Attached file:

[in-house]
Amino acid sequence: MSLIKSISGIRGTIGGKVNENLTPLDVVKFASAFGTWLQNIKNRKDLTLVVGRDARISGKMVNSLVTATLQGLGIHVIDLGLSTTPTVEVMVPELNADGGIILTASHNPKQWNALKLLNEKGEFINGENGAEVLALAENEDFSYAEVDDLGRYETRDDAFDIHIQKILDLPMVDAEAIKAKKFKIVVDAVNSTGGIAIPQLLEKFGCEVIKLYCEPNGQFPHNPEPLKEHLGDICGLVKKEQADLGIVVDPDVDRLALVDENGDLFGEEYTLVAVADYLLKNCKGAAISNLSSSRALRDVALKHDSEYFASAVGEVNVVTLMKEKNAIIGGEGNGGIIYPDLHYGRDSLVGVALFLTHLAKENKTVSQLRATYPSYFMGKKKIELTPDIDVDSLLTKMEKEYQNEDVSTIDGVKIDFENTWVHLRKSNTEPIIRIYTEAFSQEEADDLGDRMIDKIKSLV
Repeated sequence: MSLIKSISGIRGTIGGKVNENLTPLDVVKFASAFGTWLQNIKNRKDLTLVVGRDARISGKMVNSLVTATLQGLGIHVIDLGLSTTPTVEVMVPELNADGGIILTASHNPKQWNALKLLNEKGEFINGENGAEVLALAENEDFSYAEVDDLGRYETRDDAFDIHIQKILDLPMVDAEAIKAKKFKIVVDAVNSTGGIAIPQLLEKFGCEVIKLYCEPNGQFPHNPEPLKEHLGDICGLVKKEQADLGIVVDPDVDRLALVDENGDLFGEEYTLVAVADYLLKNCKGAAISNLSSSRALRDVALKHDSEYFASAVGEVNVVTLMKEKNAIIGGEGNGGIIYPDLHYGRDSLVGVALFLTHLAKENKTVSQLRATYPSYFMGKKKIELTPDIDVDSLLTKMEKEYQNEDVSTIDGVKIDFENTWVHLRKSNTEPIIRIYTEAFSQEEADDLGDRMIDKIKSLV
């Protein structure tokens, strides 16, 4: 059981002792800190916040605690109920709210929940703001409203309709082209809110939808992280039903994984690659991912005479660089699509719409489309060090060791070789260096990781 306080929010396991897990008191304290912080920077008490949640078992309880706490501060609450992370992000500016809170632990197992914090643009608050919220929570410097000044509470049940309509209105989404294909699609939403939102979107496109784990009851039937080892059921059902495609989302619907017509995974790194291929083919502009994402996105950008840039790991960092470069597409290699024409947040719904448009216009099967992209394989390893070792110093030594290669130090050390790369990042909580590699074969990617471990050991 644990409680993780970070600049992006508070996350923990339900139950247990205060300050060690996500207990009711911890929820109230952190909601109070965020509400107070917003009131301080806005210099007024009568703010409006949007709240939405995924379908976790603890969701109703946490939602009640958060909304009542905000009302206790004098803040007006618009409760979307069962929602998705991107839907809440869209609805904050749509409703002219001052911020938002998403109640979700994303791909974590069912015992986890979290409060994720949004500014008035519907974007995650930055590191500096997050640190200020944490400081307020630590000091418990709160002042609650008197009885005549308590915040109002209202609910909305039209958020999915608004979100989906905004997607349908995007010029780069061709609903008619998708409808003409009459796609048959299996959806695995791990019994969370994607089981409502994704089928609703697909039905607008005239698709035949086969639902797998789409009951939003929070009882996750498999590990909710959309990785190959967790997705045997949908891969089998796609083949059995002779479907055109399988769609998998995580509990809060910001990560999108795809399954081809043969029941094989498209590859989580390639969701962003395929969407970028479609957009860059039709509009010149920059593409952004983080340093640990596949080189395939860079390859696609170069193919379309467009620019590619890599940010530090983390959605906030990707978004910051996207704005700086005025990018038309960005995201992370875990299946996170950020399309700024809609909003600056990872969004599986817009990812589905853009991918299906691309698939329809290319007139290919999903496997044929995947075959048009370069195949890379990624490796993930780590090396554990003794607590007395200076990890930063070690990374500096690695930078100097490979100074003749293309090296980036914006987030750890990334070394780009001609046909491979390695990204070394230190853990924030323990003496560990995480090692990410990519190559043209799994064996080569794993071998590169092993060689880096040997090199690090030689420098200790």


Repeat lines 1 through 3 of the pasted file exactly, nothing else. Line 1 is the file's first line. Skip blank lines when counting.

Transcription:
[in-house]
Amino acid sequence: MSLIKSISGIRGTIGGKVNENLTPLDVVKFASAFGTWLQNIKNRKDLTLVVGRDARISGKMVNSLVTATLQGLGIHVIDLGLSTTPTVEVMVPELNADGGIILTASHNPKQWNALKLLNEKGEFINGENGAEVLALAENEDFSYAEVDDLGRYETRDDAFDIHIQKILDLPMVDAEAIKAKKFKIVVDAVNSTGGIAIPQLLEKFGCEVIKLYCEPNGQFPHNPEPLKEHLGDICGLVKKEQADLGIVVDPDVDRLALVDENGDLFGEEYTLVAVADYLLKNCKGAAISNLSSSRALRDVALKHDSEYFASAVGEVNVVTLMKEKNAIIGGEGNGGIIYPDLHYGRDSLVGVALFLTHLAKENKTVSQLRATYPSYFMGKKKIELTPDIDVDSLLTKMEKEYQNEDVSTIDGVKIDFENTWVHLRKSNTEPIIRIYTEAFSQEEADDLGDRMIDKIKSLV
Repeated sequence: MSLIKSISGIRGTIGGKVNENLTPLDVVKFASAFGTWLQNIKNRKDLTLVVGRDARISGKMVNSLVTATLQGLGIHVIDLGLSTTPTVEVMVPELNADGGIILTASHNPKQWNALKLLNEKGEFINGENGAEVLALAENEDFSYAEVDDLGRYETRDDAFDIHIQKILDLPMVDAEAIKAKKFKIVVDAVNSTGGIAIPQLLEKFGCEVIKLYCEPNGQFPHNPEPLKEHLGDICGLVKKEQADLGIVVDPDVDRLALVDENGDLFGEEYTLVAVADYLLKNCKGAAISNLSSSRALRDVALKHDSEYFASAVGEVNVVTLMKEKNAIIGGEGNGGIIYPDLHYGRDSLVGVALFLTHLAKENKTVSQLRATYPSYFMGKKKIELTPDIDVDSLLTKMEKEYQNEDVSTIDGVKIDFENTWVHLRKSNTEPIIRIYTEAFSQEEADDLGDRMIDKIKSLV